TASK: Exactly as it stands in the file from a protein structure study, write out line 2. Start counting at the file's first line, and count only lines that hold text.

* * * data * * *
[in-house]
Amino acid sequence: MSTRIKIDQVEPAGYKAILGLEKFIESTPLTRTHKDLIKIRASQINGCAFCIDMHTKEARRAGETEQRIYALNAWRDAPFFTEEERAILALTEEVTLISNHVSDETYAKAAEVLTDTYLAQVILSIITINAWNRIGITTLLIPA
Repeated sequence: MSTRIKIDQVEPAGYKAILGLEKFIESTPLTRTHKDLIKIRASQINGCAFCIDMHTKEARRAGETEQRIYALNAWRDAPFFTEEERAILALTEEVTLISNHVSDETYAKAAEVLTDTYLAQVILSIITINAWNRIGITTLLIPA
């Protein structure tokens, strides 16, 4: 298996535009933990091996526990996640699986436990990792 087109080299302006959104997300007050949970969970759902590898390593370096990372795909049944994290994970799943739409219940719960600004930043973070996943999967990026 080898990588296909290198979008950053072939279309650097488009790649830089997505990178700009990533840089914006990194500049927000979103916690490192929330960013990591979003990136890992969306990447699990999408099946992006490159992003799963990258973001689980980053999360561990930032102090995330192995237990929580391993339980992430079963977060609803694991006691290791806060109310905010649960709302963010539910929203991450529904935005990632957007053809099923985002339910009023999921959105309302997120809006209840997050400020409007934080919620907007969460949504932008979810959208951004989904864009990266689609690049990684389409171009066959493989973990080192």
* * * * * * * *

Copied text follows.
Amino acid sequence: MSTRIKIDQVEPAGYKAILGLEKFIESTPLTRTHKDLIKIRASQINGCAFCIDMHTKEARRAGETEQRIYALNAWRDAPFFTEEERAILALTEEVTLISNHVSDETYAKAAEVLTDTYLAQVILSIITINAWNRIGITTLLIPA